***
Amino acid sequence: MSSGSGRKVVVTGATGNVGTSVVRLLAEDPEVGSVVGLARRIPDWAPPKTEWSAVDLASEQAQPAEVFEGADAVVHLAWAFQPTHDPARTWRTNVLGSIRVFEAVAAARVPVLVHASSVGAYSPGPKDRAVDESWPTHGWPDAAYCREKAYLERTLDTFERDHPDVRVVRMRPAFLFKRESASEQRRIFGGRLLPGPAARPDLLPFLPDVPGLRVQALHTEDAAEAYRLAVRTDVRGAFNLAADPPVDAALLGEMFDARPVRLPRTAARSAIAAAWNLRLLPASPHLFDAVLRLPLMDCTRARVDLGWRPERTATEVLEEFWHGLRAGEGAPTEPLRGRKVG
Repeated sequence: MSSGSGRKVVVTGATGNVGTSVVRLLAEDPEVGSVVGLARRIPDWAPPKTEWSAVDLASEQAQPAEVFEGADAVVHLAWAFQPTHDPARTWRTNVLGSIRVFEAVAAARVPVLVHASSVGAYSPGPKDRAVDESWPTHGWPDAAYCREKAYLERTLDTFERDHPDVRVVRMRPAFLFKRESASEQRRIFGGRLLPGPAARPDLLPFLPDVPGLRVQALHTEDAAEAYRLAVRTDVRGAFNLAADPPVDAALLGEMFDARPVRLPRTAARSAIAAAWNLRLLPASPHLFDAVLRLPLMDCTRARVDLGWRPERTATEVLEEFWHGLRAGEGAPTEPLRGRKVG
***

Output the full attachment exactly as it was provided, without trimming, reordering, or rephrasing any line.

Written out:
Amino acid sequence: MSSGSGRKVVVTGATGNVGTSVVRLLAEDPEVGSVVGLARRIPDWAPPKTEWSAVDLASEQAQPAEVFEGADAVVHLAWAFQPTHDPARTWRTNVLGSIRVFEAVAAARVPVLVHASSVGAYSPGPKDRAVDESWPTHGWPDAAYCREKAYLERTLDTFERDHPDVRVVRMRPAFLFKRESASEQRRIFGGRLLPGPAARPDLLPFLPDVPGLRVQALHTEDAAEAYRLAVRTDVRGAFNLAADPPVDAALLGEMFDARPVRLPRTAARSAIAAAWNLRLLPASPHLFDAVLRLPLMDCTRARVDLGWRPERTATEVLEEFWHGLRAGEGAPTEPLRGRKVG
Repeated sequence: MSSGSGRKVVVTGATGNVGTSVVRLLAEDPEVGSVVGLARRIPDWAPPKTEWSAVDLASEQAQPAEVFEGADAVVHLAWAFQPTHDPARTWRTNVLGSIRVFEAVAAARVPVLVHASSVGAYSPGPKDRAVDESWPTHGWPDAAYCREKAYLERTLDTFERDHPDVRVVRMRPAFLFKRESASEQRRIFGGRLLPGPAARPDLLPFLPDVPGLRVQALHTEDAAEAYRLAVRTDVRGAFNLAADPPVDAALLGEMFDARPVRLPRTAARSAIAAAWNLRLLPASPHLFDAVLRLPLMDCTRARVDLGWRPERTATEVLEEFWHGLRAGEGAPTEPLRGRKVG